Mt Druitt Urgent Care Centre subsequently announced by Coalition Government 2012 – ” The state government has announced a $20 million upgrade for Mt Druitt Hospital. The news was described by Mt Druitt MP Richard Amery as late but positive for the area. The upgrade will include extra dental chairs, a new urgent care centre, greater sterilising services, extra rehabbeds, more medical imaging and greater capacity for the Elective Surgical Centre…. Ms Skinner couldn’t confirm how much would be allocated for the upgrade in next year’s budget on top of $500,000 allocated this year forplanning. The upgrades are due to be completed by 2016 but the minister wouldn’t confirm if or when the total master plan for the upgrade,worth more than $550 million, would be completed.”
In March 2012 Shadow Minister for Health Andrew McDonald spoke supportively of an Urgent Care Centre, Health One Clinic & Health Fund Facility for Morriset – speaking of the proposed Urgent Care Centre : ” There would be the ability to provide an urgent care centre, with imaging diagnostics such as ultrasound, computed tomography and the ability to perform minorprocedures such as endoscopies.”
South Lake Macquarie Integrated Health Care Facility plan advocated an Urgent Care Centre – note Urgent Care Centres seen as Sub Acute Care by Morriset report
Rural Regional Urgent Care Centres in NSW
Additionally – NSW Health 2004 document :
Rural & Remote Emergency Departments with no onsite doctors
– Review and Recommendations of the NSWRural Critical Care Committee – ATS Triage system to be used – education in ATS Triage system to be done – All ATS1, ATS2 & ATS3 Patientsto be seen by a doctor. This model would appear to be similar to the Victorian Rural Regional model of Emergency Department – Urgent Care Centreoperations
Upper Murray Urgent Care Centre:appears similar to the Victorian Rural/Regional Urgent Care Centre model :
“The Urgent Care Centre is available 24 hours per day for emergency treatment. A buzzer is located on the left of the door for after hourspresentations. You will be assessed by a Registered Nurse who is able to contact the General Practitioner on call for advice/ treatment. For further information contact the Nurse Unit.”
Coraki residents want an Urgent Care Centre established while their storm damaged hospital is refurbished – has been closed sinceSeptember 2011 – want their hospital restored
After Hours GP Clinics at NSW Hospitals
NSW Health Annual Report 2010-11 page 59 Sydney
“An After Hours General Practice Clinic opened on the campus of Canterbury Hospital. The Clinic has improved access for local residents to healthcare services in the evenings and on the weekends. It has also reduced demand on the Hospital’s Emergency Department, by offering people whomight have otherwise attended the Emergency Department an alternative option if they need non-emergency care.”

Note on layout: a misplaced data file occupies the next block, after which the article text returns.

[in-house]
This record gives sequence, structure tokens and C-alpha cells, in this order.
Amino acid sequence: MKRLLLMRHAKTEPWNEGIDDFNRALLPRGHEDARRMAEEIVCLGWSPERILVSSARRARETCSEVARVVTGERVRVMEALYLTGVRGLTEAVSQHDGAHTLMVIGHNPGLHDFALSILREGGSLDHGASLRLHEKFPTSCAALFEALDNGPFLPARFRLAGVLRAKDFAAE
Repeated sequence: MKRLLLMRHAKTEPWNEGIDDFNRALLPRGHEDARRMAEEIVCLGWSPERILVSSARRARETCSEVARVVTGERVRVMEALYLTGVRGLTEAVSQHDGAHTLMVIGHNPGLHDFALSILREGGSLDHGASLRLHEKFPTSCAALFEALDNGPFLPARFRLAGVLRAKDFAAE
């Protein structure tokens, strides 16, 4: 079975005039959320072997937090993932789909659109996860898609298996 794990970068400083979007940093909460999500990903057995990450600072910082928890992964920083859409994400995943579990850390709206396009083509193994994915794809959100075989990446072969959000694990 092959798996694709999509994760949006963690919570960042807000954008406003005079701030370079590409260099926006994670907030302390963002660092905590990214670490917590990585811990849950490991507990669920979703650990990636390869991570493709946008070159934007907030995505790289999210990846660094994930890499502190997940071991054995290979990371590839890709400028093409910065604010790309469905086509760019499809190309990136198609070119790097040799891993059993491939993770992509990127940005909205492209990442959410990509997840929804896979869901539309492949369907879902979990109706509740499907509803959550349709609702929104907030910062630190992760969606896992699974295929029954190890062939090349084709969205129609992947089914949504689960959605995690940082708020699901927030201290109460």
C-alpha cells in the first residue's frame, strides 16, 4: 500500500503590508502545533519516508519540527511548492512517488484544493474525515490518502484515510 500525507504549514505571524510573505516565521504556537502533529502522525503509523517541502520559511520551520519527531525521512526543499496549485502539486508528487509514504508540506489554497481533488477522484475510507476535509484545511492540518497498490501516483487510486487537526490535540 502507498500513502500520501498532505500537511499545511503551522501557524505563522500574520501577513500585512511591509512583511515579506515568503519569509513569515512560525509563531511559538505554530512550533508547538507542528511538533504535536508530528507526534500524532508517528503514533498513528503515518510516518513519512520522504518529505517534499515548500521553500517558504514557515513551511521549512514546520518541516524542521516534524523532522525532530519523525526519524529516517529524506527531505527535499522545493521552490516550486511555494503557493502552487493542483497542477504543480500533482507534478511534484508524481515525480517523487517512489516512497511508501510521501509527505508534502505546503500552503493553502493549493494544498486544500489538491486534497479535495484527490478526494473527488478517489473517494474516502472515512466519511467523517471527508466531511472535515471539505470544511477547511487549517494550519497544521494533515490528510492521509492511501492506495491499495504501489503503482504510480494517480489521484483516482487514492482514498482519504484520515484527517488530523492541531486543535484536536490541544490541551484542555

Private Urgent Care Centre ModelsAlthough Healthscope proposed to operate an Urgent Care Centre in Hobart Private Hospital in 2009, to replace their private Emergency Department, they do not operate any Urgent Care Centres in NSW. However they do operate a 24×7 Private Emergency Department at their Norwest Private Hospital on a fee for service basis.
In 2009 Kareena Private Hospital, part of the Ramsay Group, in the Sutherland Shire, was one of only 3 Private Hospitals then running an Emergency Department in NSW. However the Kareena Private Hospital ED became unsustainable and was closed in March 2011 -refer The Leader article. However the after hours GP service continues after the ED closure – notice 1 / notice 2 – Kareena after hours GP is considered as keeping the pressure off Sutherland Hospital ED. Kareena’s after hours GP service saw 8000 patients in 2009. However there remains concerns that patients with non-emergency conditions are presenting to Sutherland Hospital ED (& also to St George ED) when the after hours GP services are closed. According to one medico there were some concerns as far back as 2001 about Kareena’s ED & the patients it covered when it was part of the Mayne Nickless Group.
Note – In Australia over 500,000 accident & emergency cases were treated at Private Hospital Emergency Departments in 2008-09 – note at Sutherland Hospital ED total emergency attendance was approximately 41,000 in 2010 whilst Wollongong Hospital ED has over 50,000 attendances.
The Sydney Adventist Hospital (Not for Profit) Emergency Care Department operates 24×7 opened in 1996 & is the largest private hospital ED in NSW. It also operates an EMU – Emergency Medical Unit. Cost is $305 & payable prior to the consultation commencing. If you need to be seen by a visiting specialist whilst at the “SAN” you will be charged by them as well
NSW Health Annual Report 2010-11 Page 7 – indicates that Central Coast is going to appoint a new community advisory committee– viz “Finalise the transition from Local Health Network to Local Health District.• Appoint a new Community Engagement Committee to engage and consult with a broad and diverse range of people and groups in the communityand provide feedback to the Chief Executive and CCLHD Board.”